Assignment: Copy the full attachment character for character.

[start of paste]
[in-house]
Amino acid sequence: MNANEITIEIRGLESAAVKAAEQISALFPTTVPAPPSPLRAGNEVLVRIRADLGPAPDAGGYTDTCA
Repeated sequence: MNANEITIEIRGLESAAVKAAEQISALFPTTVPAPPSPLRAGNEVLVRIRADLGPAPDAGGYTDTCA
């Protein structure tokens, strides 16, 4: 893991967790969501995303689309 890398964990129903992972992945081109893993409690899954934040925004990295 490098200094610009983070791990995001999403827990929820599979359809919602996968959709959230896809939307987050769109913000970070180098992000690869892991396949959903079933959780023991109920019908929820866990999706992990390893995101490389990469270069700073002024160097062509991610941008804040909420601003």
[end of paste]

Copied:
[in-house]
Amino acid sequence: MNANEITIEIRGLESAAVKAAEQISALFPTTVPAPPSPLRAGNEVLVRIRADLGPAPDAGGYTDTCA
Repeated sequence: MNANEITIEIRGLESAAVKAAEQISALFPTTVPAPPSPLRAGNEVLVRIRADLGPAPDAGGYTDTCA
């Protein structure tokens, strides 16, 4: 893991967790969501995303689309 890398964990129903992972992945081109893993409690899954934040925004990295 490098200094610009983070791990995001999403827990929820599979359809919602996968959709959230896809939307987050769109913000970070180098992000690869892991396949959903079933959780023991109920019908929820866990999706992990390893995101490389990469270069700073002024160097062509991610941008804040909420601003």